I finally got around to filling a big gap in my high-speed rail analysis series. Examining the Hudson Valley turned out to be particularly unrewarding, as the solution would be very expensive to construct. Most of the expense would be in the southern half of the line, as the northern part runs through relatively rural and flat areas in Dutches, Columbia, and Rennselaer counties. However, the new line would provide significant time reduction. The current New York to Albany journey takes 2.5hrs to cover the @150 track-miles between the stations, which makes the average speed a leisurely 58mph. Raising the average to the still somewhat slow speed of 100mph would bring the time down to 1.5hrs, which would make a day trip from either end much more realistic.
Here some options for section through Westchester and Putnam counties:
- An entirely new surface right-of-way - building an entirely new ROW would be enormously expensive and disruptive.
- An improved Hudson Line - the existing line is curvy, busy, and subject to flooding. The slowest part of the current Hudson line is south of Beacon, and could be improved but so much.
- An improved Harlem Line - the existing line is curvy, busy, and the northern half or so runs directly through town centers. Because it runs a good way to the east of the Hudson, utilizing it would significantly increase the total distance between NYC and Albany.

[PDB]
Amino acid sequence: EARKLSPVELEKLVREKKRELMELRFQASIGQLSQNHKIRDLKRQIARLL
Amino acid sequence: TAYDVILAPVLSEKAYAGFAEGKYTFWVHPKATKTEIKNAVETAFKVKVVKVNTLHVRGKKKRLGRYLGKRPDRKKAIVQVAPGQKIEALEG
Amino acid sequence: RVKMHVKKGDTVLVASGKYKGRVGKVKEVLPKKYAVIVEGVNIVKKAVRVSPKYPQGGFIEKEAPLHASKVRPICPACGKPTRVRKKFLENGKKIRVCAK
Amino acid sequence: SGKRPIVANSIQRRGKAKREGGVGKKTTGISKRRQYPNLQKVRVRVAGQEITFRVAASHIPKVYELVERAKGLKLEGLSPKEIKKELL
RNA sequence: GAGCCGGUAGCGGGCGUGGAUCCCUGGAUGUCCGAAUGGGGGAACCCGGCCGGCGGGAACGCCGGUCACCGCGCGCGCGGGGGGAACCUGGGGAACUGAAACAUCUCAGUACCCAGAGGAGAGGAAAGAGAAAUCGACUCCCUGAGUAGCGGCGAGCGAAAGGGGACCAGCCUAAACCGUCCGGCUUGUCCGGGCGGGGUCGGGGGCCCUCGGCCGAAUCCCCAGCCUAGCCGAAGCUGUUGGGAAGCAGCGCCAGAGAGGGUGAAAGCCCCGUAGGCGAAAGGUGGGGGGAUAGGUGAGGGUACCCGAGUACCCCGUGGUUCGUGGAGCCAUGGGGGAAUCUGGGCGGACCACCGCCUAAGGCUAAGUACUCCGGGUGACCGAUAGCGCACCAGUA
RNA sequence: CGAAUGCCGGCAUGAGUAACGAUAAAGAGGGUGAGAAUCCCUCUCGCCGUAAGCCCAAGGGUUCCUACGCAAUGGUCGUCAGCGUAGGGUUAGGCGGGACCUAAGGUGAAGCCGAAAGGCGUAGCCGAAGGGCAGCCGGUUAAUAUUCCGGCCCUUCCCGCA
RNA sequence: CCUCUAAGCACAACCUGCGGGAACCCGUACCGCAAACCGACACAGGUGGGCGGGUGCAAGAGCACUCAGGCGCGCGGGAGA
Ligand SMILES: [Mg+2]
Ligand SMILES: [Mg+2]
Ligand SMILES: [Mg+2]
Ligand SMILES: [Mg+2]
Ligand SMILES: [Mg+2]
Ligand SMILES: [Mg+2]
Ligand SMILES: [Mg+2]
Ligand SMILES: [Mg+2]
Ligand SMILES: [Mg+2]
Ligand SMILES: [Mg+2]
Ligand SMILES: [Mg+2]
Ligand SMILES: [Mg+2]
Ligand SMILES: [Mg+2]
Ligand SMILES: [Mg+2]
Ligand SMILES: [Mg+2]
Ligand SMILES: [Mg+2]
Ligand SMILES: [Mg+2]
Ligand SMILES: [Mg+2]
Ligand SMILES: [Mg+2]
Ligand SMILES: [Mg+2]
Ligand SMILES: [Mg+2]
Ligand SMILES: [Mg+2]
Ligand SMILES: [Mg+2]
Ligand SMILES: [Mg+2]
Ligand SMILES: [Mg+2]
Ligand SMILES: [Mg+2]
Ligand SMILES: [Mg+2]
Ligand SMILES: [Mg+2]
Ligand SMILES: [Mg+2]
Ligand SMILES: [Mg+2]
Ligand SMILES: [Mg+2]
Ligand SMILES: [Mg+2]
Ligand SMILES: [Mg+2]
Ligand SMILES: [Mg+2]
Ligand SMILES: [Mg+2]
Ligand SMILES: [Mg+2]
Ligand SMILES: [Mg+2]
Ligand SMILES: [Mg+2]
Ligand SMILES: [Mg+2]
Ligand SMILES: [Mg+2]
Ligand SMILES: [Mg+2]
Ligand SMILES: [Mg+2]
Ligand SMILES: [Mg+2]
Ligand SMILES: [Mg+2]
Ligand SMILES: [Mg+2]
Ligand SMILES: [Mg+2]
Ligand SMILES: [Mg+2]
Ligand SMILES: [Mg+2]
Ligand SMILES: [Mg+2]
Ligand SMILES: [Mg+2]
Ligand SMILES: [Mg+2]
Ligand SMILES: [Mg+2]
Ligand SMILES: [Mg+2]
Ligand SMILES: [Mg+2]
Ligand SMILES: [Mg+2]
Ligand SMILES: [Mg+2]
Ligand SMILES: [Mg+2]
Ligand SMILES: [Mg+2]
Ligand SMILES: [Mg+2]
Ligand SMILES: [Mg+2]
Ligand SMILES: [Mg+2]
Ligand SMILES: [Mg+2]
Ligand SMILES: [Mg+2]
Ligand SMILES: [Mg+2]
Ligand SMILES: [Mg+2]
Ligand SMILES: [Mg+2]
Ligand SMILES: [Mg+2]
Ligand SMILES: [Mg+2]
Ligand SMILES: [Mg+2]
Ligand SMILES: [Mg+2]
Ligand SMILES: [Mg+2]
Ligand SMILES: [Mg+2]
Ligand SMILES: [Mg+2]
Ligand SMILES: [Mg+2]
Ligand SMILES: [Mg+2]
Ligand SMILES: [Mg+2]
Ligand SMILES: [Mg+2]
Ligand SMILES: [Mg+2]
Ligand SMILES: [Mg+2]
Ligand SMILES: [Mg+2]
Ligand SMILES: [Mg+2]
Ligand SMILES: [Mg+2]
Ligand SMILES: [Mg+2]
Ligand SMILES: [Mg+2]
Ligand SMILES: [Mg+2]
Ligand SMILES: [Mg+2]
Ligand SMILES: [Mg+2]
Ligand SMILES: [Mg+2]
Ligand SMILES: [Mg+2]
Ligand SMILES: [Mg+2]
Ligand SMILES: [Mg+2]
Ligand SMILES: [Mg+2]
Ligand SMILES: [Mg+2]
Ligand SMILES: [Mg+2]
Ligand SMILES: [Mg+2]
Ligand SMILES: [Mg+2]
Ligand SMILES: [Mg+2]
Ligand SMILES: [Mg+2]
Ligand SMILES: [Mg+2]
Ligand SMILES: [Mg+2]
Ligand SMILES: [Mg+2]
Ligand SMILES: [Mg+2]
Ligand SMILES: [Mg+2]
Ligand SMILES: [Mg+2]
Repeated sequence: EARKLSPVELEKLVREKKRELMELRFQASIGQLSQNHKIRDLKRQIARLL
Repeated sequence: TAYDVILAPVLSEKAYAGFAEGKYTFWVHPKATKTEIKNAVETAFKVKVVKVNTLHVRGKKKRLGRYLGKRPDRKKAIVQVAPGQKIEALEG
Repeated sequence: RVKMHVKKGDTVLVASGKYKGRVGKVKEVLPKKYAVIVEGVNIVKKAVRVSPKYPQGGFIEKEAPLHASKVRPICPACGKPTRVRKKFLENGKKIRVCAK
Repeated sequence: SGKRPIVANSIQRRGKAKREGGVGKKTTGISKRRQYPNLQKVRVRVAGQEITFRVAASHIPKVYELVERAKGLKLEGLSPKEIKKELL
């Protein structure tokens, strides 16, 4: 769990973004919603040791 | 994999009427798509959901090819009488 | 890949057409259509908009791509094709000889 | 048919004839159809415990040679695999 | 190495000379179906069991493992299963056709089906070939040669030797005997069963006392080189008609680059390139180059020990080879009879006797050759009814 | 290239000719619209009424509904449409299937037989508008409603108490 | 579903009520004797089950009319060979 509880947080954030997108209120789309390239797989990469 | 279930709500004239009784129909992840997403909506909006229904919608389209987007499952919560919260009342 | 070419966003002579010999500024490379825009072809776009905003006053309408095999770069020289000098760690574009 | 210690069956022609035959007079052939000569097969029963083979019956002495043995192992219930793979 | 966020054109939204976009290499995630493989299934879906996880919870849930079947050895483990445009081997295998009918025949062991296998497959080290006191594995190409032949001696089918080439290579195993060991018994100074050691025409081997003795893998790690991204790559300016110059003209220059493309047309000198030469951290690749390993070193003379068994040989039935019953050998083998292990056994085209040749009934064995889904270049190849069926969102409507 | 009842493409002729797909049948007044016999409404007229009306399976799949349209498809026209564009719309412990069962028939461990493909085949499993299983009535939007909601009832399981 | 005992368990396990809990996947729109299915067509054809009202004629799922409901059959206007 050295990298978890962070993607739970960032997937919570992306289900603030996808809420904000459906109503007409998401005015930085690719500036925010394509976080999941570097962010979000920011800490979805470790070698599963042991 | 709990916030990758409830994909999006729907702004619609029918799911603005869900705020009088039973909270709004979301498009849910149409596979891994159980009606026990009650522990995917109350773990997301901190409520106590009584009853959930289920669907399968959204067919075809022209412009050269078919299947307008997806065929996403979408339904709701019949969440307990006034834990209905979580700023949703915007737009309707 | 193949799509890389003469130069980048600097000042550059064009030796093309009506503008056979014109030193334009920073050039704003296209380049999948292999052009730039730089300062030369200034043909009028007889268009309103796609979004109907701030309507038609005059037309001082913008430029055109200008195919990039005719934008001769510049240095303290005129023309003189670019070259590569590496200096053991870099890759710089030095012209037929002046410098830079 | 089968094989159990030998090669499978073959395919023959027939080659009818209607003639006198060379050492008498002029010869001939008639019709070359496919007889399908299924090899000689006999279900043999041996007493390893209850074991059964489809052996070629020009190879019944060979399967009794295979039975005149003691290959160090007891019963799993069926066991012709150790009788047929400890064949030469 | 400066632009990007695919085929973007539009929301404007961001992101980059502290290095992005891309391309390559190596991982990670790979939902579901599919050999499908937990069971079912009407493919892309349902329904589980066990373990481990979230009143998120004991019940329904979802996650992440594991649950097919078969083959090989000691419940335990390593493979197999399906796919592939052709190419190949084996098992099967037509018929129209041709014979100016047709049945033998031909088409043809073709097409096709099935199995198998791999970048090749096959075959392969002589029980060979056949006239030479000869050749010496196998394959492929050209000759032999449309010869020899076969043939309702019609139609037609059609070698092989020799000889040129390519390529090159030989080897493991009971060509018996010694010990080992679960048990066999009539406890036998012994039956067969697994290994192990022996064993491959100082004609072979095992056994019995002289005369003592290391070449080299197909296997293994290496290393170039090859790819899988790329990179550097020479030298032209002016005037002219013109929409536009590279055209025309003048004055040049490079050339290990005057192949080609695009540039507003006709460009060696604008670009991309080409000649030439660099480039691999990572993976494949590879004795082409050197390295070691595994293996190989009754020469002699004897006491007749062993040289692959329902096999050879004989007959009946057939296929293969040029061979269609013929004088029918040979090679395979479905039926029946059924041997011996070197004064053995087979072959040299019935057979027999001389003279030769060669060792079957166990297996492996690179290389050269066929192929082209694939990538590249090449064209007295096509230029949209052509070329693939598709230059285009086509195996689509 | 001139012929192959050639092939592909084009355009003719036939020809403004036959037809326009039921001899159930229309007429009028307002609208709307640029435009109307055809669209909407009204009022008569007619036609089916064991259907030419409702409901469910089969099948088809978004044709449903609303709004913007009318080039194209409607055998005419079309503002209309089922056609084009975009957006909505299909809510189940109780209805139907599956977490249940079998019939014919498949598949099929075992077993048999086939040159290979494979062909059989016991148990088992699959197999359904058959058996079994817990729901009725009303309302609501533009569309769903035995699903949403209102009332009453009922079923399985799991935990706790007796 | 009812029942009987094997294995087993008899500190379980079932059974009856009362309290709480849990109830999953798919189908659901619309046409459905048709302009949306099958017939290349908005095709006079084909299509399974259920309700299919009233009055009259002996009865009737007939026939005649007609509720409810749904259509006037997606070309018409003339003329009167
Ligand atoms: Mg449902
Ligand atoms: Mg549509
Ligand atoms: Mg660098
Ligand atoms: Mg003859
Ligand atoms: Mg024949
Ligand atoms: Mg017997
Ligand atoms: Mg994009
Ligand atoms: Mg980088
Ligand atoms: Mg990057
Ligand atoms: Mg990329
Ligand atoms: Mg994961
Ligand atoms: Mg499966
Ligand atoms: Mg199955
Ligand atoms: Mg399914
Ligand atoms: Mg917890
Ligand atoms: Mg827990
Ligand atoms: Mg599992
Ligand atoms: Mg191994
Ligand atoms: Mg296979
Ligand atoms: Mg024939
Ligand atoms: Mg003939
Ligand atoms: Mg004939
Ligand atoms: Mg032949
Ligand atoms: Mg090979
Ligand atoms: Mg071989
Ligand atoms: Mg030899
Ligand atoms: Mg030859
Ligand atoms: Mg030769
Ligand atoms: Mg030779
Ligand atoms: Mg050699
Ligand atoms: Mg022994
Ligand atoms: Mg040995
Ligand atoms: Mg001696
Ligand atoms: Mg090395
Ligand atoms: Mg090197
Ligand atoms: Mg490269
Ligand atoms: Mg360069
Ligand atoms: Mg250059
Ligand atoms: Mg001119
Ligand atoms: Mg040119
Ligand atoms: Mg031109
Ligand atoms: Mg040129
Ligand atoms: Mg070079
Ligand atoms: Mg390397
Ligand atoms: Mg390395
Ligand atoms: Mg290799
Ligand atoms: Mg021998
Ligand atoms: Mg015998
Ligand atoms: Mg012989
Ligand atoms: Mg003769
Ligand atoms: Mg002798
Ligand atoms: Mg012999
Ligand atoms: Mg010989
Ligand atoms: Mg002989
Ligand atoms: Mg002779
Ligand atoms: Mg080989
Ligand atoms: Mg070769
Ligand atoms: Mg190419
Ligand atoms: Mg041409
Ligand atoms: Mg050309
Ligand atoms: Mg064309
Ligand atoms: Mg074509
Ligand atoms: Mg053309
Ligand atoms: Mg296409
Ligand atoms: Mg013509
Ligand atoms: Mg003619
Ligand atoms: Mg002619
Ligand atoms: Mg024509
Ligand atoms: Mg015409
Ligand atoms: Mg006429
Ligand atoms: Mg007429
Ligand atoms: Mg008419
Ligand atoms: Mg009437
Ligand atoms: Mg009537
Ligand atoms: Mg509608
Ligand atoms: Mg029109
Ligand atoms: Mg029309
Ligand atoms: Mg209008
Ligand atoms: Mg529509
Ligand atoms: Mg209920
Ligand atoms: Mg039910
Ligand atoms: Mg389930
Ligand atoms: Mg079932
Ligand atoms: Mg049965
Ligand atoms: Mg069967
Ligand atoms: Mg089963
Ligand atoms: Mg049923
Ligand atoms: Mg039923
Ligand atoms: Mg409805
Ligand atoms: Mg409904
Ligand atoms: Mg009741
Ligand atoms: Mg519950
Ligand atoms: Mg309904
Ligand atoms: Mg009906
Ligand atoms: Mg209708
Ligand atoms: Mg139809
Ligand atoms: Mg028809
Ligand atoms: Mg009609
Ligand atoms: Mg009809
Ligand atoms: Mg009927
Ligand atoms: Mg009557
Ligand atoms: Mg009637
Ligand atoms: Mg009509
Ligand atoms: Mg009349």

- A revived Putnam Line - the abandoned Putnam Line is curvy, too narrow for two tracks, runs through through the center of various towns, and is currently a rail trail. Also, it doesn't go all the way through the Hudson Highlands.
- A new tunnel - tunneling is expensive and slow. Attempting to tunnel under large parts of Westchester would be foolish in the extreme.
- A hijacked highway - utilizing a part of an existing north-south highway would be probably be the cheapest way to build a new line. The ROW is already owned by state or local governments, cleared and graded, and separated from surface traffic. A pair of HSR tracks is about as wide as three lanes of traffic plus shoulders (45-50 feet). Of course, taking over half of a highway would be unpopular, and the ramps to local streets would have to be re-configured for 1/2 day directional traffic.
- A viaduct - building a viaduct above existing surface streets would be expensive and disruptive. Also, elevated subways - or roadways for that matter - have a bad reputation for a reason.
A modified version of the last option is what I settled on. A viaduct along a highway right-of-way would preserve the utility of the existing roadway without disrupting neighborhoods during the construction period. The only right-of-way that I found workable was a combination of the Saw Mill River Parkway and the Taconic Parkway. That means some people's commute would become a bit less visually pleasing, but oh well.